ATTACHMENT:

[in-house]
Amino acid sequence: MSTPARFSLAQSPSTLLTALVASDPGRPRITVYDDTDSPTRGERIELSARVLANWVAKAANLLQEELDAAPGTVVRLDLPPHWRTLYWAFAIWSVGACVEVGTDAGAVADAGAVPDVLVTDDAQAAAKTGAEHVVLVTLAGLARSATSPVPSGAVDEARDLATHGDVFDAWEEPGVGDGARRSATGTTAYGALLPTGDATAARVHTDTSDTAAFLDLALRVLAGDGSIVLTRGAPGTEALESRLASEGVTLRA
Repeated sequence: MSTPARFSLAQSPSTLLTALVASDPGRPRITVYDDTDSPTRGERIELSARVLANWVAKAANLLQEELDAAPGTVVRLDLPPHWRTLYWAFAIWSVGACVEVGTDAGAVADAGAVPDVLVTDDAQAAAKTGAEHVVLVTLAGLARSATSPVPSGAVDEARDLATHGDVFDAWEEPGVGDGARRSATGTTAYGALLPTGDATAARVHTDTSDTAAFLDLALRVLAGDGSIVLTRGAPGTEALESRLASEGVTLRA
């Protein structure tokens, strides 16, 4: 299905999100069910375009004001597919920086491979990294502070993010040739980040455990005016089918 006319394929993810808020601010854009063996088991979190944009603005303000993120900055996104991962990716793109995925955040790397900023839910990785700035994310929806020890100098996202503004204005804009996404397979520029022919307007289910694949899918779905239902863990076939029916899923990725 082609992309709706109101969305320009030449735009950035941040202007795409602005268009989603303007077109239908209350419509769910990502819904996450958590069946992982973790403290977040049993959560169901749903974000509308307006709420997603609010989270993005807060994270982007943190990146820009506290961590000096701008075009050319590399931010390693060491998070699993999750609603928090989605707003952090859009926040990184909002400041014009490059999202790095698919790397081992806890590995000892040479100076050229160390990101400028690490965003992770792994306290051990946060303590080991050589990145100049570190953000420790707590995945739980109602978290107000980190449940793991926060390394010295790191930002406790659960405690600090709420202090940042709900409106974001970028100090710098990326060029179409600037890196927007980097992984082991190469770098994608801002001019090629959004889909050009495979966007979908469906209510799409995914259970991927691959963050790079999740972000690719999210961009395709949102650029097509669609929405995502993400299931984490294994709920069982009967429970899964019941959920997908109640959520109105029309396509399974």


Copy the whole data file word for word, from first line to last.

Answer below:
[in-house]
Amino acid sequence: MSTPARFSLAQSPSTLLTALVASDPGRPRITVYDDTDSPTRGERIELSARVLANWVAKAANLLQEELDAAPGTVVRLDLPPHWRTLYWAFAIWSVGACVEVGTDAGAVADAGAVPDVLVTDDAQAAAKTGAEHVVLVTLAGLARSATSPVPSGAVDEARDLATHGDVFDAWEEPGVGDGARRSATGTTAYGALLPTGDATAARVHTDTSDTAAFLDLALRVLAGDGSIVLTRGAPGTEALESRLASEGVTLRA
Repeated sequence: MSTPARFSLAQSPSTLLTALVASDPGRPRITVYDDTDSPTRGERIELSARVLANWVAKAANLLQEELDAAPGTVVRLDLPPHWRTLYWAFAIWSVGACVEVGTDAGAVADAGAVPDVLVTDDAQAAAKTGAEHVVLVTLAGLARSATSPVPSGAVDEARDLATHGDVFDAWEEPGVGDGARRSATGTTAYGALLPTGDATAARVHTDTSDTAAFLDLALRVLAGDGSIVLTRGAPGTEALESRLASEGVTLRA
């Protein structure tokens, strides 16, 4: 299905999100069910375009004001597919920086491979990294502070993010040739980040455990005016089918 006319394929993810808020601010854009063996088991979190944009603005303000993120900055996104991962990716793109995925955040790397900023839910990785700035994310929806020890100098996202503004204005804009996404397979520029022919307007289910694949899918779905239902863990076939029916899923990725 082609992309709706109101969305320009030449735009950035941040202007795409602005268009989603303007077109239908209350419509769910990502819904996450958590069946992982973790403290977040049993959560169901749903974000509308307006709420997603609010989270993005807060994270982007943190990146820009506290961590000096701008075009050319590399931010390693060491998070699993999750609603928090989605707003952090859009926040990184909002400041014009490059999202790095698919790397081992806890590995000892040479100076050229160390990101400028690490965003992770792994306290051990946060303590080991050589990145100049570190953000420790707590995945739980109602978290107000980190449940793991926060390394010295790191930002406790659960405690600090709420202090940042709900409106974001970028100090710098990326060029179409600037890196927007980097992984082991190469770098994608801002001019090629959004889909050009495979966007979908469906209510799409995914259970991927691959963050790079999740972000690719999210961009395709949102650029097509669609929405995502993400299931984490294994709920069982009967429970899964019941959920997908109640959520109105029309396509399974």